Whitewater, Summer, and Salmon


This summer, Seattle Magazine released their “Water Issue”, which included information on the incredible rivers in western Washington that people often enjoy when the sun comes out.

Overall, I think the article is a good resource for most people looking to enjoy the area’s whitewater, but there is at least one clear omission on the author’s list of remarkable whitewater rivers, the North Fork of the Nooksack River.

To make things right, I’m going to take a minute to tell you about the Nooksack, and I hope our readers in the Pacific Northwest will consider an adventure to the small town of Glacier for a trip on the river or a hike along its banks.

The North Fork Nooksack begins on the snow-capped peaks of the magnificent North Cascades.

Mount Baker, North Cascades National Park, and Nooksack Falls  are some of the area’s popular attractions, but the whitewater on the North Fork is just as spectacular and should not be missed.

As soon as you arrive at the put-in, your heart beats a little faster as you see the power of the water rushing over boulders in the narrow Nooksack Canyon.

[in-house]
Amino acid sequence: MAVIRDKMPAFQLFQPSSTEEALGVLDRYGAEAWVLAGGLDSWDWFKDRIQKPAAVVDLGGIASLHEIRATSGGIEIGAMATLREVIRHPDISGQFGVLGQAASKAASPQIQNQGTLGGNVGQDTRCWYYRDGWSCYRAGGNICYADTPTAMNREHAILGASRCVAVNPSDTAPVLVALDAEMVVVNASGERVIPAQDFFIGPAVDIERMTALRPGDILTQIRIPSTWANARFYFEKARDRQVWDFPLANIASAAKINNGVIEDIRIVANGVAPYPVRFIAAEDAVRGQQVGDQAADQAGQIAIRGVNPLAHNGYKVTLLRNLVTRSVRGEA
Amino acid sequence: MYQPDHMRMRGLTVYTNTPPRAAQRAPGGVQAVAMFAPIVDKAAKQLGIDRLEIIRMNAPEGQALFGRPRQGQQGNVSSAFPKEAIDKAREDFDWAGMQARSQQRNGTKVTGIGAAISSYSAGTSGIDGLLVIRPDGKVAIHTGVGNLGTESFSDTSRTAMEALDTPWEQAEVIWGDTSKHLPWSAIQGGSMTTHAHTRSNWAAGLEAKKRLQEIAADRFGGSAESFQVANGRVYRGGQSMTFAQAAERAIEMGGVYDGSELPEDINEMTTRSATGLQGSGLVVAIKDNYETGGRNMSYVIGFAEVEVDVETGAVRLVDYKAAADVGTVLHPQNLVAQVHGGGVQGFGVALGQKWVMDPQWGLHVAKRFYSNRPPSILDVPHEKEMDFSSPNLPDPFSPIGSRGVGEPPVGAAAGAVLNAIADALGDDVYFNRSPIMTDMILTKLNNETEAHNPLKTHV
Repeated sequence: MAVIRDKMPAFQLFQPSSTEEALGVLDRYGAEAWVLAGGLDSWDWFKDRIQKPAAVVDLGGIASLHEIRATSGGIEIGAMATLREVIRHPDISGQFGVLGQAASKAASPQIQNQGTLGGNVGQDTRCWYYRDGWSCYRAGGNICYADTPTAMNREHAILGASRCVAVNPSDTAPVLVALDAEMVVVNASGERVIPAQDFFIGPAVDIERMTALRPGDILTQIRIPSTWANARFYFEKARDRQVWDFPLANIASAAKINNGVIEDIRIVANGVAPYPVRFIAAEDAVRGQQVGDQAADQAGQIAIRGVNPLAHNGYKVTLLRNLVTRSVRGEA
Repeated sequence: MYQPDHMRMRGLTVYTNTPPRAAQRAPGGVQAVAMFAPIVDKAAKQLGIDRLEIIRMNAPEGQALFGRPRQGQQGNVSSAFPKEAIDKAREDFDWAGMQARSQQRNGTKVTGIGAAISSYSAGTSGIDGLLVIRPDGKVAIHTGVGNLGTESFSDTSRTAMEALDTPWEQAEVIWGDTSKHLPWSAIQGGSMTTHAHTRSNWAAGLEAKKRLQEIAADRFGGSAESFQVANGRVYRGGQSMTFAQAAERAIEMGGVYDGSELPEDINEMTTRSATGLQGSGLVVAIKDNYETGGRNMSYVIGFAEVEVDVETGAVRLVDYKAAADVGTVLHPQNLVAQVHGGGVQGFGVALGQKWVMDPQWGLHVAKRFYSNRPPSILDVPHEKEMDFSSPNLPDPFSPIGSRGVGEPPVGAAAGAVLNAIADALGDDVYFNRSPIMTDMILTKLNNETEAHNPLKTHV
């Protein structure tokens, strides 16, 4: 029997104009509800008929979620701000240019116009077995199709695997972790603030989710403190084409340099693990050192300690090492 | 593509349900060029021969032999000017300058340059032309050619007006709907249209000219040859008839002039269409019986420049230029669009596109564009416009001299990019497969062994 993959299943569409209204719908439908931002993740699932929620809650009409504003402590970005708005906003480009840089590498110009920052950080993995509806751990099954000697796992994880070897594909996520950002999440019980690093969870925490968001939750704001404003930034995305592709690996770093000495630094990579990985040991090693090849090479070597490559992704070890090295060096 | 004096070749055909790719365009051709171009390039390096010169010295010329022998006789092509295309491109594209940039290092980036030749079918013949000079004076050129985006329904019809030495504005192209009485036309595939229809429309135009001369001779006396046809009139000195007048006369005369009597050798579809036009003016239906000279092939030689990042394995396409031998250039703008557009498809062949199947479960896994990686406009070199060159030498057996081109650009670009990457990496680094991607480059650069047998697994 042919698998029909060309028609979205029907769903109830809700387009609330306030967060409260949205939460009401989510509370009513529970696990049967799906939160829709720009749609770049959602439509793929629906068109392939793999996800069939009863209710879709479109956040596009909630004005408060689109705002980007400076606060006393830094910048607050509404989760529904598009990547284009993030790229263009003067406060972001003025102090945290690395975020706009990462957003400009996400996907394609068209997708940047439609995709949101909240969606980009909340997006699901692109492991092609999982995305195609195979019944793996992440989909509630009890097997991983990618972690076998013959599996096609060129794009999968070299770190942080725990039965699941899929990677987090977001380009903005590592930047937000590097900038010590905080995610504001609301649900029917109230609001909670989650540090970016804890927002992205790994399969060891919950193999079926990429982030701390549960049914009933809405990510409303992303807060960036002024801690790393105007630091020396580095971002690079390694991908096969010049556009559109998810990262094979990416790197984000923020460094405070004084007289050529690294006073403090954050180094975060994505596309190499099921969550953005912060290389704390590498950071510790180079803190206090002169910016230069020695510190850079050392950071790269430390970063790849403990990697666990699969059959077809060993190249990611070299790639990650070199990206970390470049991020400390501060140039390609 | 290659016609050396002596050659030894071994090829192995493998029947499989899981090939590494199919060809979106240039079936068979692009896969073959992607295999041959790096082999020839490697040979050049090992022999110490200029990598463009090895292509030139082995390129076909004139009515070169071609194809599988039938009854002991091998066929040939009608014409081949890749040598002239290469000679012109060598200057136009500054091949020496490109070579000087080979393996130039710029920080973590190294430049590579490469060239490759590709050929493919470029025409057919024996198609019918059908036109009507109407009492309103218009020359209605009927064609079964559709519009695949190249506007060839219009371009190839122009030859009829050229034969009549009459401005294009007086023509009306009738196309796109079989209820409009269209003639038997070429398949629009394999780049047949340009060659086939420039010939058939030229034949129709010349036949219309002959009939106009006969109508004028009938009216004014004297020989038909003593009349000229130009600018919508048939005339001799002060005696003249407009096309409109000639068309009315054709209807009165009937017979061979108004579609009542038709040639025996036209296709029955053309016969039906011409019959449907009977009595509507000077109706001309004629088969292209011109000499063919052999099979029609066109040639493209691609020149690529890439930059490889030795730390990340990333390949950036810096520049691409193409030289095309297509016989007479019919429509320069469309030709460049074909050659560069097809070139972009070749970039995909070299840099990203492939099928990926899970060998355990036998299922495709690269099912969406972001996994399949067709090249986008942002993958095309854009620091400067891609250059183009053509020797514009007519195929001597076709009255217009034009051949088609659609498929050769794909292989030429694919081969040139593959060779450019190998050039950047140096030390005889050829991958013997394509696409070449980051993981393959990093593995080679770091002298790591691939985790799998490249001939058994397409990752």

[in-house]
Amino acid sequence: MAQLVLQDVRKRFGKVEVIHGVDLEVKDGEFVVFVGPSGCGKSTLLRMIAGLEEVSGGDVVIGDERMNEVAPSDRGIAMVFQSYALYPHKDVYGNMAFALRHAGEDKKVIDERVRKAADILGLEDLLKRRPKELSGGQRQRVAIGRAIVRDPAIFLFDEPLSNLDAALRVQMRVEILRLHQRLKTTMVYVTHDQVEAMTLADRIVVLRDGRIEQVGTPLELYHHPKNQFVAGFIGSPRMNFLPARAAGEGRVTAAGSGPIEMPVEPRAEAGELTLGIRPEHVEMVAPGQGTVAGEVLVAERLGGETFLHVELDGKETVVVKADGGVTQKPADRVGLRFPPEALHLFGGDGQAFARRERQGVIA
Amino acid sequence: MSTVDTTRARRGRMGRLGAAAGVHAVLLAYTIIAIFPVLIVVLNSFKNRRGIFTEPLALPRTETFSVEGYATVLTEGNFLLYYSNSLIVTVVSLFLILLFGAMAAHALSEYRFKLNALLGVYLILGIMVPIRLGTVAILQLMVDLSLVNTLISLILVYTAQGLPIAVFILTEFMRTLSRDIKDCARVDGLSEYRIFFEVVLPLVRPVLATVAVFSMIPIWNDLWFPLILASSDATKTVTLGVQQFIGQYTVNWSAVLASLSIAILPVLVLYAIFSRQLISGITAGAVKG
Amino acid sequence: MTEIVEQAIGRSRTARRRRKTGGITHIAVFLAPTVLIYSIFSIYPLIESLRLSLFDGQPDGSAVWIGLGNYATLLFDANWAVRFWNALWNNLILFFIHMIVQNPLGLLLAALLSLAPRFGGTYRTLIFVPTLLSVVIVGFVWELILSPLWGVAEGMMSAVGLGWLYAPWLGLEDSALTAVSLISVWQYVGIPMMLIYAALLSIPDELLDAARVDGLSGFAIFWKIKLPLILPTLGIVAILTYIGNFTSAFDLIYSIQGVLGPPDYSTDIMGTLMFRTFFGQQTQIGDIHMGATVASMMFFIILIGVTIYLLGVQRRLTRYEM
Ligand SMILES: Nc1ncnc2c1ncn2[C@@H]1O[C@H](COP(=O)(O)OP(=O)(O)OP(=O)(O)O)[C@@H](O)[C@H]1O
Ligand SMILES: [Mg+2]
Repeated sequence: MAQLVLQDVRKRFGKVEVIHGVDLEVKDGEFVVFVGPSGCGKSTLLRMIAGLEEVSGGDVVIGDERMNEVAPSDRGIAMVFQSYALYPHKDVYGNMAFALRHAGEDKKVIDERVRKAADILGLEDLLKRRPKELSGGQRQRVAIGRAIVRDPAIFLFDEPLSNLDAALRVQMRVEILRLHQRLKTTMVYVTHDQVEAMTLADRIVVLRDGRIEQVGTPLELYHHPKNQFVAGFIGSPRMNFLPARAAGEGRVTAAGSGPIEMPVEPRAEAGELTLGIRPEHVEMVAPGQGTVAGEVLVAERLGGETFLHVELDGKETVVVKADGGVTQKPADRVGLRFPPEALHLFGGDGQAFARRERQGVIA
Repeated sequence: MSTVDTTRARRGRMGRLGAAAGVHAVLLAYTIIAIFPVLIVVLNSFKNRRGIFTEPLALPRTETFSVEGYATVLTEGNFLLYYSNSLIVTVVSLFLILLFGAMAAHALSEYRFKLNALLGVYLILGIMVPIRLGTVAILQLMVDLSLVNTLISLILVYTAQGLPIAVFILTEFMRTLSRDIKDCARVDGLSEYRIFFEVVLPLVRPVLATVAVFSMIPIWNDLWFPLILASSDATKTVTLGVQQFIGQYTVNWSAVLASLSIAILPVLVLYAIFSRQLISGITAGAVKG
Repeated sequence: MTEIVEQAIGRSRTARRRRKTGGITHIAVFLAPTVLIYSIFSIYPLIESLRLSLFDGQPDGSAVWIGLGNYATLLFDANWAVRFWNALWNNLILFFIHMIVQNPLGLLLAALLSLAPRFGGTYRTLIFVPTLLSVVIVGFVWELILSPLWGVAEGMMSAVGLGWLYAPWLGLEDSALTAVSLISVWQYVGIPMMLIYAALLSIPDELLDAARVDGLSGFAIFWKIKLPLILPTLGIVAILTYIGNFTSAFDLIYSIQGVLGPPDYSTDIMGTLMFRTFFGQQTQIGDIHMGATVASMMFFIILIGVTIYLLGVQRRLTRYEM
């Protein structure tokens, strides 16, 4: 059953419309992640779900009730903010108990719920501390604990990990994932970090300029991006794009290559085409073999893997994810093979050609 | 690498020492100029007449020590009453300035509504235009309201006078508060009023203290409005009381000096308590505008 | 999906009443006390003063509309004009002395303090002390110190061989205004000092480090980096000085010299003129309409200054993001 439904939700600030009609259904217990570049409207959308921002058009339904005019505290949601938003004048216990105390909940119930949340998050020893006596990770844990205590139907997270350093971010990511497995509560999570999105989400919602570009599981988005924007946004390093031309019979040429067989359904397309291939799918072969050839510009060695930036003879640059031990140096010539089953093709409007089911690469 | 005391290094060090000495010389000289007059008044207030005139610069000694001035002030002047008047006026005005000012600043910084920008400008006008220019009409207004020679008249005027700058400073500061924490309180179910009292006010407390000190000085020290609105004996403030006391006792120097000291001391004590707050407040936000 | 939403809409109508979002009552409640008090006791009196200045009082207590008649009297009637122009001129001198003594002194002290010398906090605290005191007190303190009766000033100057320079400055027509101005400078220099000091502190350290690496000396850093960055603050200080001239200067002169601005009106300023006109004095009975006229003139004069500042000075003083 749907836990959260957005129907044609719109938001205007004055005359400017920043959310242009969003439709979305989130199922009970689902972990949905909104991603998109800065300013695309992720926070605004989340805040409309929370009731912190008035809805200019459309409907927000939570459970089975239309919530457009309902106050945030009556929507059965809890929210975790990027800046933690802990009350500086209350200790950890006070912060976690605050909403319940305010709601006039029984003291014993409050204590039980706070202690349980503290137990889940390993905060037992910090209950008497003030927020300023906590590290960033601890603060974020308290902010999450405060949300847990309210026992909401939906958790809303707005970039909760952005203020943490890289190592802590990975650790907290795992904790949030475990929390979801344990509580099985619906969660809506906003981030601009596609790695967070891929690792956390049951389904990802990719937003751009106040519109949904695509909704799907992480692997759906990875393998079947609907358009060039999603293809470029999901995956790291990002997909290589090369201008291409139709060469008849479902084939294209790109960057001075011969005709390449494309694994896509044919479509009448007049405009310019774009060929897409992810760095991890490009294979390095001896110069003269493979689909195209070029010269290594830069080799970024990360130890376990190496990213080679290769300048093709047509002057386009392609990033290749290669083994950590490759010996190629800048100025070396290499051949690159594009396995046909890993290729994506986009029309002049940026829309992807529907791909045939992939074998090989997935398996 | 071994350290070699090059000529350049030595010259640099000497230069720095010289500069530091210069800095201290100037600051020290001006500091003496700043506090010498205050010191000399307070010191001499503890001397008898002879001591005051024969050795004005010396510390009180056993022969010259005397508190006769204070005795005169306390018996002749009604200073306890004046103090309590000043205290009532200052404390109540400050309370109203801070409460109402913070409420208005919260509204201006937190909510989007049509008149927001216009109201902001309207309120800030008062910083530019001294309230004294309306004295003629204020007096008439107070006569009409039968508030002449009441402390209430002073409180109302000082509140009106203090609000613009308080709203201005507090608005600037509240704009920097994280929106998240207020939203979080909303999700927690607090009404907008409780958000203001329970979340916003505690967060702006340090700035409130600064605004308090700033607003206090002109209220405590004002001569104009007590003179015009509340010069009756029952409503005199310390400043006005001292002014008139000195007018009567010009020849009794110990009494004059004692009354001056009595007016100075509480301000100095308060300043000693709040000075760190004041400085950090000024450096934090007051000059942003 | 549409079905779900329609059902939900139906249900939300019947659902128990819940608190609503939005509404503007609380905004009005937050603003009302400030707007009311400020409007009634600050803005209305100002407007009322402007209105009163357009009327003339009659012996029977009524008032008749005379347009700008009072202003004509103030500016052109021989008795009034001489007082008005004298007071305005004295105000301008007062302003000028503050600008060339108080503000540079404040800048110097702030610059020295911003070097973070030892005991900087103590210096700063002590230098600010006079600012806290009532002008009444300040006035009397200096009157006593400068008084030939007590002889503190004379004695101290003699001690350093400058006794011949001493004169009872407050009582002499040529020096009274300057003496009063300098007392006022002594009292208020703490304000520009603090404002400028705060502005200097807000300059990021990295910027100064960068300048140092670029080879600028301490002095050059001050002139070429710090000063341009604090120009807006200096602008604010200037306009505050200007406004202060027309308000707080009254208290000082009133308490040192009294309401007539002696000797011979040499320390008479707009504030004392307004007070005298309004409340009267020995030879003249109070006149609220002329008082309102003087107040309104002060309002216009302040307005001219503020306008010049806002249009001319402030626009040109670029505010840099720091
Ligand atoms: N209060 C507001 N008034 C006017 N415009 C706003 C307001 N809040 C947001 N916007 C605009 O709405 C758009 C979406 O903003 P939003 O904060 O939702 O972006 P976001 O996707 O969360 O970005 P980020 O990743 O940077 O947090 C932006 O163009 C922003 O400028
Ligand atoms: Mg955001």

The trip starts with a bang as the rapids seem to be nonstop until you reach the end of the canyon.

Then you experience a lazy, meandering stream with bubbling rock gardens, and you can relax and enjoy the amazing views until the trip ends near Canyon Creek. The Nooksack is one of the most unique and important rivers for Puget Sound salmon, and whitewater trips are not allowed during the peak of spawning season, typically mid-August to mid-October.

This year, the unusually high flows — thanks to heavy snowfall last winter and spring — mean that whitewater trips are running through August, so you have a couple of weeks left to schedule a trip! For those wanting to enjoy the river from the shore, there are some easily accessible trails, including Horseshoe Bend near the Douglas Fir Campground.

You can also watch slalom kayakers navigate a course at the Nooksack River Slalom races in October [PDF].

For more information on the North Fork of the Nooksack, check out the following resources:

If, like me, you love the Nooksack and want to see it protected as a Wild and Scenic River, check out our Nooksack River page and let us know if you want to get involved!